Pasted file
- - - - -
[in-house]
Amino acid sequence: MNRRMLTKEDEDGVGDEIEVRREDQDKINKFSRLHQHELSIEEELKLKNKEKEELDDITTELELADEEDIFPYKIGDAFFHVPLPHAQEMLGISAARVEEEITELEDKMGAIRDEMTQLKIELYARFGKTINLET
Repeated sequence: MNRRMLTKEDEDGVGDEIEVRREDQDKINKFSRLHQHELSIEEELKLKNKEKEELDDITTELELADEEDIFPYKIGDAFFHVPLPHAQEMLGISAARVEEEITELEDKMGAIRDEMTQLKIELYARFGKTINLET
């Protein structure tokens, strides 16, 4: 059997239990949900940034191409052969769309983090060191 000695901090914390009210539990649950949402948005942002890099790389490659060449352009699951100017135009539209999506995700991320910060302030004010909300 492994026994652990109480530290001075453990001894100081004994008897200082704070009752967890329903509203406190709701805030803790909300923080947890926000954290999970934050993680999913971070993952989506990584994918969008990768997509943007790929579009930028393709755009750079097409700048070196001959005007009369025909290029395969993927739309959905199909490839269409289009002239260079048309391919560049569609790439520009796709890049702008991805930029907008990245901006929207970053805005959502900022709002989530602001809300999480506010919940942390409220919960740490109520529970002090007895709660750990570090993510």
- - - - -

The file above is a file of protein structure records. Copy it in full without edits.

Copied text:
[in-house]
Amino acid sequence: MNRRMLTKEDEDGVGDEIEVRREDQDKINKFSRLHQHELSIEEELKLKNKEKEELDDITTELELADEEDIFPYKIGDAFFHVPLPHAQEMLGISAARVEEEITELEDKMGAIRDEMTQLKIELYARFGKTINLET
Repeated sequence: MNRRMLTKEDEDGVGDEIEVRREDQDKINKFSRLHQHELSIEEELKLKNKEKEELDDITTELELADEEDIFPYKIGDAFFHVPLPHAQEMLGISAARVEEEITELEDKMGAIRDEMTQLKIELYARFGKTINLET
């Protein structure tokens, strides 16, 4: 059997239990949900940034191409052969769309983090060191 000695901090914390009210539990649950949402948005942002890099790389490659060449352009699951100017135009539209999506995700991320910060302030004010909300 492994026994652990109480530290001075453990001894100081004994008897200082704070009752967890329903509203406190709701805030803790909300923080947890926000954290999970934050993680999913971070993952989506990584994918969008990768997509943007790929579009930028393709755009750079097409700048070196001959005007009369025909290029395969993927739309959905199909490839269409289009002239260079048309391919560049569609790439520009796709890049702008991805930029907008990245901006929207970053805005959502900022709002989530602001809300999480506010919940942390409220919960740490109520529970002090007895709660750990570090993510």